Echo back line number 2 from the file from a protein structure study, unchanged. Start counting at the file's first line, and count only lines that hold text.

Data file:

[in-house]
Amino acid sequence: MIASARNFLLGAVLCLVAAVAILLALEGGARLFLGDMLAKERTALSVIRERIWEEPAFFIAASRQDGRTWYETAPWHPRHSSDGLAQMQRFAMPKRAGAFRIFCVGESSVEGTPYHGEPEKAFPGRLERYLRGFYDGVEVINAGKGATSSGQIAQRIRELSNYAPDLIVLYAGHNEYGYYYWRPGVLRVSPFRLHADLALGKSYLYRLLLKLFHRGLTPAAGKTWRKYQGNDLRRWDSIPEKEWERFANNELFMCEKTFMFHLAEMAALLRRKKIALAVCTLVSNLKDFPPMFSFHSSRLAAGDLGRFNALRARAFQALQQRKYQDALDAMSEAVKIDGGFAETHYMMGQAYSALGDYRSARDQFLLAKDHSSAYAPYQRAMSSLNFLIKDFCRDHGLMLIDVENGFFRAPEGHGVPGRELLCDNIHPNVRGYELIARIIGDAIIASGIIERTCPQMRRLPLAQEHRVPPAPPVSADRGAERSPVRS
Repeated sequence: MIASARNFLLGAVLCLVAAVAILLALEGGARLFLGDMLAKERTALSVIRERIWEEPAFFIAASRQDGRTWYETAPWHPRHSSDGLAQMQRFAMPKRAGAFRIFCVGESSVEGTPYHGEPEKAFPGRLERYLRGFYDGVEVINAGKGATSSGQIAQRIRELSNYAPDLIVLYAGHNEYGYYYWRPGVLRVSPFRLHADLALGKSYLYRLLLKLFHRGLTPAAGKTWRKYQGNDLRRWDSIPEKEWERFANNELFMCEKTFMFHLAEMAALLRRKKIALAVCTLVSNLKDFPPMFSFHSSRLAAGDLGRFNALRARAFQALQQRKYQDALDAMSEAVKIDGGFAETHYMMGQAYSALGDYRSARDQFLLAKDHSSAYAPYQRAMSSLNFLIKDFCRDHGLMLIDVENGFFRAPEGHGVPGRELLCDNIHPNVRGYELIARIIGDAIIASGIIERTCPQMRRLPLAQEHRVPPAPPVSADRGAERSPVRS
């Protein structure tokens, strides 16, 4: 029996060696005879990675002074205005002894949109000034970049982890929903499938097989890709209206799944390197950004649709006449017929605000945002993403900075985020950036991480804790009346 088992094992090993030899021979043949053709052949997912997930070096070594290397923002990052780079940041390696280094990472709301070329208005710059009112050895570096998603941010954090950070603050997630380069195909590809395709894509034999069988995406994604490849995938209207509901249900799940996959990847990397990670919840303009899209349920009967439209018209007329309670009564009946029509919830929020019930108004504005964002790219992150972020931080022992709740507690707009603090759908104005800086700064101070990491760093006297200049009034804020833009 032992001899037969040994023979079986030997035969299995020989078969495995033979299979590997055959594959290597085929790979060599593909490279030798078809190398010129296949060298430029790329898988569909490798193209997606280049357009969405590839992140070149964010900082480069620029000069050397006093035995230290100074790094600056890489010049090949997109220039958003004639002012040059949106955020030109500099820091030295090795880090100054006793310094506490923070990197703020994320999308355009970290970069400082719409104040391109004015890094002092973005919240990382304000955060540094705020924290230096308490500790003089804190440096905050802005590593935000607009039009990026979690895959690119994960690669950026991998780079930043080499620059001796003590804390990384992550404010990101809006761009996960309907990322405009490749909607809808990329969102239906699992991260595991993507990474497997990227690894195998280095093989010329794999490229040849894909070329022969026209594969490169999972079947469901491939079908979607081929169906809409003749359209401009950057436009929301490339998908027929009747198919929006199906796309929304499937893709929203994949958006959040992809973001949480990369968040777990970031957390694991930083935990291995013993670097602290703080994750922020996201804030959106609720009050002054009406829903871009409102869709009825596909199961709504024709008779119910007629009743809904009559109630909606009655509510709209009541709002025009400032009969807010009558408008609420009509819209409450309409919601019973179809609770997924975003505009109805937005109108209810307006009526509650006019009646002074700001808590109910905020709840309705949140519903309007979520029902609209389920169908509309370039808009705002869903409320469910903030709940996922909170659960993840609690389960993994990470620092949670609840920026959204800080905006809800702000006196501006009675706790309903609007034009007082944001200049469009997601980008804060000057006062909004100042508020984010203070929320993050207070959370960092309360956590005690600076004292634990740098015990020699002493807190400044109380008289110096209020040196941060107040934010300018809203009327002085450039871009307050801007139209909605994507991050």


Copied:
Amino acid sequence: MIASARNFLLGAVLCLVAAVAILLALEGGARLFLGDMLAKERTALSVIRERIWEEPAFFIAASRQDGRTWYETAPWHPRHSSDGLAQMQRFAMPKRAGAFRIFCVGESSVEGTPYHGEPEKAFPGRLERYLRGFYDGVEVINAGKGATSSGQIAQRIRELSNYAPDLIVLYAGHNEYGYYYWRPGVLRVSPFRLHADLALGKSYLYRLLLKLFHRGLTPAAGKTWRKYQGNDLRRWDSIPEKEWERFANNELFMCEKTFMFHLAEMAALLRRKKIALAVCTLVSNLKDFPPMFSFHSSRLAAGDLGRFNALRARAFQALQQRKYQDALDAMSEAVKIDGGFAETHYMMGQAYSALGDYRSARDQFLLAKDHSSAYAPYQRAMSSLNFLIKDFCRDHGLMLIDVENGFFRAPEGHGVPGRELLCDNIHPNVRGYELIARIIGDAIIASGIIERTCPQMRRLPLAQEHRVPPAPPVSADRGAERSPVRS